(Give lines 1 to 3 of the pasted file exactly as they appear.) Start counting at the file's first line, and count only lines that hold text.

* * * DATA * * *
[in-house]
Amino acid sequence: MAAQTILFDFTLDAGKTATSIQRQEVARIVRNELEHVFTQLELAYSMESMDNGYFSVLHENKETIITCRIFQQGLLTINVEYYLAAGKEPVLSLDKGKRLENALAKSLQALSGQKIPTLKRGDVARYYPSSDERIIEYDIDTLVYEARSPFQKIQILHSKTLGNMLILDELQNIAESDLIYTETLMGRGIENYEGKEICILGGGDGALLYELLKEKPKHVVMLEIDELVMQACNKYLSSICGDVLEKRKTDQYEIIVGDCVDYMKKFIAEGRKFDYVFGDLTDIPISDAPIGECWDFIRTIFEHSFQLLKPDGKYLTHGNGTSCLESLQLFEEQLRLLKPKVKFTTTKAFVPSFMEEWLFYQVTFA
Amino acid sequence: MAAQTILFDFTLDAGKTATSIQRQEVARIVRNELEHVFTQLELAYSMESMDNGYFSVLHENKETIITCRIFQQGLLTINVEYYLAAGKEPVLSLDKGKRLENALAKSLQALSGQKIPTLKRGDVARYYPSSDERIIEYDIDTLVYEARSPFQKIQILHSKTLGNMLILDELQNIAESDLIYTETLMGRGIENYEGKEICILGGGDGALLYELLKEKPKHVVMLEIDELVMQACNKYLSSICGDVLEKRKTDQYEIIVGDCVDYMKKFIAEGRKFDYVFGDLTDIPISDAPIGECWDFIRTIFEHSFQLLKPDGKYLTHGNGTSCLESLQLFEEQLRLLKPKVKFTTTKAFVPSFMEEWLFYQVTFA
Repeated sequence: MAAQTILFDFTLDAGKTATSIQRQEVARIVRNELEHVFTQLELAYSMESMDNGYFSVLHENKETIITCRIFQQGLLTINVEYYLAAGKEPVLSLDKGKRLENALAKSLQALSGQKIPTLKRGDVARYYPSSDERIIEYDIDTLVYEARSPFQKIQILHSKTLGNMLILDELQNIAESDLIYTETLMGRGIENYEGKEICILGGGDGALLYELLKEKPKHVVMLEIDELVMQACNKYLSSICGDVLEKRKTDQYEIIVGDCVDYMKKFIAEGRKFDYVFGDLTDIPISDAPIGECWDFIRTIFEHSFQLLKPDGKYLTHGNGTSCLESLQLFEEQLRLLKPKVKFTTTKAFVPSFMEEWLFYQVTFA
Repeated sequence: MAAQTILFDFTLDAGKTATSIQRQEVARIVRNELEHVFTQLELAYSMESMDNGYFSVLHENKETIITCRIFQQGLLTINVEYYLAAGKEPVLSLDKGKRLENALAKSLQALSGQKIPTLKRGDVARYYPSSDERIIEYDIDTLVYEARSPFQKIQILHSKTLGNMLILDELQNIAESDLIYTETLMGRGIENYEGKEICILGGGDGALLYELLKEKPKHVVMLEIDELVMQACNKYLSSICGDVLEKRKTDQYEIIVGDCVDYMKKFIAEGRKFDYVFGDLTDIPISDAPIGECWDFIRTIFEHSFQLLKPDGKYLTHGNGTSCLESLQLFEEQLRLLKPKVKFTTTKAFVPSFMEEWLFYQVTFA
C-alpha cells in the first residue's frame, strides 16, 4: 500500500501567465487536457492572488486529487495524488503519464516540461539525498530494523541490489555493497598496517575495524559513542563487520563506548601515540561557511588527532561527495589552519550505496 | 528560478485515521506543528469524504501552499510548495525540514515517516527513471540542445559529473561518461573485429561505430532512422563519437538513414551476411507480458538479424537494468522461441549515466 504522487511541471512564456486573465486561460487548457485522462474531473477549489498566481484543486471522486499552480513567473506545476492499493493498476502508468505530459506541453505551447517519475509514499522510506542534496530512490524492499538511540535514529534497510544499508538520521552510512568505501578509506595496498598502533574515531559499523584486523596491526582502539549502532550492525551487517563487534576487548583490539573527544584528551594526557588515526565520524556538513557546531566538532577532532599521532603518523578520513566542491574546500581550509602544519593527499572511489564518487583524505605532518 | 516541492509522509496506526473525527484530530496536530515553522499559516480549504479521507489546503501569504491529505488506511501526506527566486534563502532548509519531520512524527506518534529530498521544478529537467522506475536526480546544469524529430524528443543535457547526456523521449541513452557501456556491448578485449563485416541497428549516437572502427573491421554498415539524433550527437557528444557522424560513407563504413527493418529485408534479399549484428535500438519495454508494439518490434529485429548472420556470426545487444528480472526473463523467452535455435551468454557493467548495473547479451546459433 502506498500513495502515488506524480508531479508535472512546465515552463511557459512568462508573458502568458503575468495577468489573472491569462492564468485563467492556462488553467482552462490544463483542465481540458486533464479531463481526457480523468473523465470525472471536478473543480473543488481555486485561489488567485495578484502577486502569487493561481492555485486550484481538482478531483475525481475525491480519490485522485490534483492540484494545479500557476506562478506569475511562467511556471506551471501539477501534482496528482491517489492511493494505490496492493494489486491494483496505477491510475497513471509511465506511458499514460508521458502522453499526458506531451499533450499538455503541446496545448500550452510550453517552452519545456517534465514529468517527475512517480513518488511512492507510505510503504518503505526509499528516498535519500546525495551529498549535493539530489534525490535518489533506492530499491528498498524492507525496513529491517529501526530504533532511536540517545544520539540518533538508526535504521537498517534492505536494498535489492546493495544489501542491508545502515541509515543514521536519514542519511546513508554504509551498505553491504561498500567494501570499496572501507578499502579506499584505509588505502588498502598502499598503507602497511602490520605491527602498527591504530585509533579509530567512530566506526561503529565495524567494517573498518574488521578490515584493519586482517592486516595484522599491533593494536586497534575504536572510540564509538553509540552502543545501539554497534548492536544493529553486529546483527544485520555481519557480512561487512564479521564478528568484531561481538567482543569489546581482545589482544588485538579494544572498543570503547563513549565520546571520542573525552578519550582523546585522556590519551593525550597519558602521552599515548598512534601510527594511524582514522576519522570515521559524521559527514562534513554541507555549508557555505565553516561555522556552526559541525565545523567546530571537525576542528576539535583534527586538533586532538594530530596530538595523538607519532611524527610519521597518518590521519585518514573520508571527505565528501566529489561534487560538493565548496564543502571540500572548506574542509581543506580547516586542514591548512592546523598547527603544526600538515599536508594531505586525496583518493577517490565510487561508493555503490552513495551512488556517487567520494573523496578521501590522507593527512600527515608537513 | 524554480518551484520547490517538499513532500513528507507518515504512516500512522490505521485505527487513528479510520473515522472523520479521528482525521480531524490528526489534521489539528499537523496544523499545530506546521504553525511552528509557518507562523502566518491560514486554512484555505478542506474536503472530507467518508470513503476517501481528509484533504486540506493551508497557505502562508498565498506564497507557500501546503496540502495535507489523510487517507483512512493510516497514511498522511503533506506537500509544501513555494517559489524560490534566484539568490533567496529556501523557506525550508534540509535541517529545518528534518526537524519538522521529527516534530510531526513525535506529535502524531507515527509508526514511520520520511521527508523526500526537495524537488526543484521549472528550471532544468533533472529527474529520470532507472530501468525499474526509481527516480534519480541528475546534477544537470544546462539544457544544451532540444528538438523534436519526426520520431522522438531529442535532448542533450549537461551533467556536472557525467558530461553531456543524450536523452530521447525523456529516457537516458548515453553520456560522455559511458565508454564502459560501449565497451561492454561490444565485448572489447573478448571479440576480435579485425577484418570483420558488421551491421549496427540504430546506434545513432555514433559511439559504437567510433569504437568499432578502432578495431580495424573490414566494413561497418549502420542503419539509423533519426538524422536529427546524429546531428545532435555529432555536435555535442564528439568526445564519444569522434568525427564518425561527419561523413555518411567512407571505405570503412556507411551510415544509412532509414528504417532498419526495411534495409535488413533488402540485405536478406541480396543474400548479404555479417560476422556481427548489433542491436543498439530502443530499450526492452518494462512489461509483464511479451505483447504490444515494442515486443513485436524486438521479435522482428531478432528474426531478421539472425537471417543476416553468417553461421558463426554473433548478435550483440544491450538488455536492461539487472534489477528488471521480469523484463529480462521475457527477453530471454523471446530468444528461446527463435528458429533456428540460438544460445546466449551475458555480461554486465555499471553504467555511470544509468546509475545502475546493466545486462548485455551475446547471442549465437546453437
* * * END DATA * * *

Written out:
[in-house]
Amino acid sequence: MAAQTILFDFTLDAGKTATSIQRQEVARIVRNELEHVFTQLELAYSMESMDNGYFSVLHENKETIITCRIFQQGLLTINVEYYLAAGKEPVLSLDKGKRLENALAKSLQALSGQKIPTLKRGDVARYYPSSDERIIEYDIDTLVYEARSPFQKIQILHSKTLGNMLILDELQNIAESDLIYTETLMGRGIENYEGKEICILGGGDGALLYELLKEKPKHVVMLEIDELVMQACNKYLSSICGDVLEKRKTDQYEIIVGDCVDYMKKFIAEGRKFDYVFGDLTDIPISDAPIGECWDFIRTIFEHSFQLLKPDGKYLTHGNGTSCLESLQLFEEQLRLLKPKVKFTTTKAFVPSFMEEWLFYQVTFA
Amino acid sequence: MAAQTILFDFTLDAGKTATSIQRQEVARIVRNELEHVFTQLELAYSMESMDNGYFSVLHENKETIITCRIFQQGLLTINVEYYLAAGKEPVLSLDKGKRLENALAKSLQALSGQKIPTLKRGDVARYYPSSDERIIEYDIDTLVYEARSPFQKIQILHSKTLGNMLILDELQNIAESDLIYTETLMGRGIENYEGKEICILGGGDGALLYELLKEKPKHVVMLEIDELVMQACNKYLSSICGDVLEKRKTDQYEIIVGDCVDYMKKFIAEGRKFDYVFGDLTDIPISDAPIGECWDFIRTIFEHSFQLLKPDGKYLTHGNGTSCLESLQLFEEQLRLLKPKVKFTTTKAFVPSFMEEWLFYQVTFA